The visit to India was part of the APEC Arc that President Obama undertook culminating in 19 November NATO Summit at Lisbon. Many Pakistanis who felt that India was accorded preferential treatment need to acknowledge that it was as much part of the mission to garner support for the AFPAK Strategy as it is to seal and contain the Asia Pacific Rim from Russian and Chinese influence or to parry the failures of US policy in Afghanistan.
USA is fast losing long term allies in Afghanistan while the talk of an imminent ‘withdrawal with victory’ doesn’t help to keep its army focused on fighting. As the days pass, USA sees no definite event that could truly provide a firm date of withdrawal. The ten year old policy hinged on destroying Al Qaeda has failed and now must be revised to routing out hostile sanctuaries in Pakistan. Hence the present diplomacy can be seen as seeking greater support from the allies in the game of global domination as also secure sufficient space to deal with Afghanistan and Pakistan.
In the broader frame work of global dominance, India is considered a long term strategic ally to patrol and identity with US interests in the entire Indian Ocean Rim. Role of Pakistan is restricted to its perceived destructive potential in Afghanistan and to combat and tame the militant outfits in its border regions and rest of the restive country. This message is loud and clear in the intense diplomatic chatter, leaks and interviews.
In words of Rick Rozoff of Global Research President Obama took this whirlwind visit to:
“Receive the plaudits of 27 North Atlantic Treaty Organization allies and secure their continued fealty on issues ranging from the war in Afghanistan to a continental interceptor missile system, the continued deployment of American tactical nuclear weapons in Europe, participation in the Pentagon’s cyber warfare plans and expanded military missions in the planet’s south and east…….. In the first half of November the quadrivirate in charge of U.S. foreign policy – President Obama, Secretary of State Hillary Clinton, Secretary of Defense Robert Gates and Chairman of the Joint Chiefs of Staff Admiral Michael Mullen – all toured the Asia-Pacific area.…..The Pentagon has indeed marked this as its Asia-Pacific century”.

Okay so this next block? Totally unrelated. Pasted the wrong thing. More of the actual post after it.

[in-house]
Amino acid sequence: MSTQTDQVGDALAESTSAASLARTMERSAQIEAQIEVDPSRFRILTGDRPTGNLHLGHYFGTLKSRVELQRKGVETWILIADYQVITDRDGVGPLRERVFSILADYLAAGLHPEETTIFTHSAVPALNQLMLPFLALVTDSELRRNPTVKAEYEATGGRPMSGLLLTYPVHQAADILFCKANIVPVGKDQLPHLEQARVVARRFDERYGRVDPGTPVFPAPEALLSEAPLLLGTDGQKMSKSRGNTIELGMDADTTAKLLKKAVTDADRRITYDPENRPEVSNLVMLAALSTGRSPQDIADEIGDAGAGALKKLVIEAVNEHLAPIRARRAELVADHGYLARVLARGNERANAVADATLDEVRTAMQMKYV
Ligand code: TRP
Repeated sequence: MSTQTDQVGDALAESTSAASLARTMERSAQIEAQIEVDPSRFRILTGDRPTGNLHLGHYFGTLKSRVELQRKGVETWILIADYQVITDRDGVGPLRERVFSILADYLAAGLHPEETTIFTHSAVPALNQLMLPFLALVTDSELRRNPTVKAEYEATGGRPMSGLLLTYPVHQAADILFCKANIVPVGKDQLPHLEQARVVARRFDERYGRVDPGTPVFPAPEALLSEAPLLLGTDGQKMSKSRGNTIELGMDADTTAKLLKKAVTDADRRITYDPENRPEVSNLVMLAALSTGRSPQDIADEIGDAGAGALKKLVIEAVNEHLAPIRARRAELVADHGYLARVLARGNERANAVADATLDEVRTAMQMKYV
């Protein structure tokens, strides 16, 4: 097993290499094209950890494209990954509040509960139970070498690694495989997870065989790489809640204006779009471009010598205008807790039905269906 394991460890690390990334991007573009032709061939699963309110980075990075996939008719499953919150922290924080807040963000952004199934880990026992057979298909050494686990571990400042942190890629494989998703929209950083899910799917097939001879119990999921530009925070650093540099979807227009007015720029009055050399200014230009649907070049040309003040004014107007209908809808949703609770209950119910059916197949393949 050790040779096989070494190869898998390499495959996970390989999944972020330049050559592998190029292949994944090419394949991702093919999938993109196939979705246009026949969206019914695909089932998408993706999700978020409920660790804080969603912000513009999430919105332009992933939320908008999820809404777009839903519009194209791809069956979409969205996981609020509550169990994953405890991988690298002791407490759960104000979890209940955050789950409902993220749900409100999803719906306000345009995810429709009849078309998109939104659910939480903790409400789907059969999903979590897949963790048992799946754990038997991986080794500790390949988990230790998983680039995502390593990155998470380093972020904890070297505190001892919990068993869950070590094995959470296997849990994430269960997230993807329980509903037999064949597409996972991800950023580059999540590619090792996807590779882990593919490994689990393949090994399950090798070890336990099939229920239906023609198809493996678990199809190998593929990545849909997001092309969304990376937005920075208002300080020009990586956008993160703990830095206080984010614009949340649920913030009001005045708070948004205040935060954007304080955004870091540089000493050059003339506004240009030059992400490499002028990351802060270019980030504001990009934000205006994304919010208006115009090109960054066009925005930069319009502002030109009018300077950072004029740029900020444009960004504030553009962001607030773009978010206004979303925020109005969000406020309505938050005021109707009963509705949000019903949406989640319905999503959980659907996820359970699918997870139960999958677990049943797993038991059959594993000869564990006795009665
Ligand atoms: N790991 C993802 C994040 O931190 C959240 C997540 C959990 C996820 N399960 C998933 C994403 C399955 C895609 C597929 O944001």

While Obama toasted and danced in India, Pakistan was conveyed mixed signals meaning that all had not gone well in the latest strategic dialogue. The regional emissary Mr. Richard Holbrook was quick to support the civilian supremacy and belittle a dictator who was once ranted as America’s most trusted and valuable ally. In his well planned interview, he credited USA with restoration of the judges and rule of civilian law. In the process, he took credit away from Pakistan’s civil society and political activists who forced the dictator into a comedy of errors and the legislators that combined to threaten the dictator with impeachment. Rather a a caution to the military, its primary purpose was to divert attention from the imbroglio that USA had landed itself to rue Pakistan’s military establishment as the villain.